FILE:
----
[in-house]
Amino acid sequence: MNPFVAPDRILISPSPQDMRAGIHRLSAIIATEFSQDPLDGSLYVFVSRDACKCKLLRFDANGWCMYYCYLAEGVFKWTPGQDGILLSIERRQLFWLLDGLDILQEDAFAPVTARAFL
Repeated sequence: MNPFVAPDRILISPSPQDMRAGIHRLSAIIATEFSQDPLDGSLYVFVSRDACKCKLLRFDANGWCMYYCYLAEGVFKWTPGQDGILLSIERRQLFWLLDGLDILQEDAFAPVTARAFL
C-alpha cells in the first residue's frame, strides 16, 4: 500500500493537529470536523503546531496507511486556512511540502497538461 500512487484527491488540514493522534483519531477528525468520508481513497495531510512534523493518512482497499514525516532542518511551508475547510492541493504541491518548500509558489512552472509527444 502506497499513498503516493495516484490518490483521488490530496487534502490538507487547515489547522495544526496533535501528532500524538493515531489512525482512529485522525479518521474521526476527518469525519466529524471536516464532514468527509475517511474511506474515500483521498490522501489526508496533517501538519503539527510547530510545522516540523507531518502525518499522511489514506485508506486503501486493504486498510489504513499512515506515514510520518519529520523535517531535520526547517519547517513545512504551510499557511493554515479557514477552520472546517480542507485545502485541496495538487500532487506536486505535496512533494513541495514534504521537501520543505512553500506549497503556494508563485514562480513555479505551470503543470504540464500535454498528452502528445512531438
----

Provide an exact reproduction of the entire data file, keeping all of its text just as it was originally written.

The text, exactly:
[in-house]
Amino acid sequence: MNPFVAPDRILISPSPQDMRAGIHRLSAIIATEFSQDPLDGSLYVFVSRDACKCKLLRFDANGWCMYYCYLAEGVFKWTPGQDGILLSIERRQLFWLLDGLDILQEDAFAPVTARAFL
Repeated sequence: MNPFVAPDRILISPSPQDMRAGIHRLSAIIATEFSQDPLDGSLYVFVSRDACKCKLLRFDANGWCMYYCYLAEGVFKWTPGQDGILLSIERRQLFWLLDGLDILQEDAFAPVTARAFL
C-alpha cells in the first residue's frame, strides 16, 4: 500500500493537529470536523503546531496507511486556512511540502497538461 500512487484527491488540514493522534483519531477528525468520508481513497495531510512534523493518512482497499514525516532542518511551508475547510492541493504541491518548500509558489512552472509527444 502506497499513498503516493495516484490518490483521488490530496487534502490538507487547515489547522495544526496533535501528532500524538493515531489512525482512529485522525479518521474521526476527518469525519466529524471536516464532514468527509475517511474511506474515500483521498490522501489526508496533517501538519503539527510547530510545522516540523507531518502525518499522511489514506485508506486503501486493504486498510489504513499512515506515514510520518519529520523535517531535520526547517519547517513545512504551510499557511493554515479557514477552520472546517480542507485545502485541496495538487500532487506536486505535496512533494513541495514534504521537501520543505512553500506549497503556494508563485514562480513555479505551470503543470504540464500535454498528452502528445512531438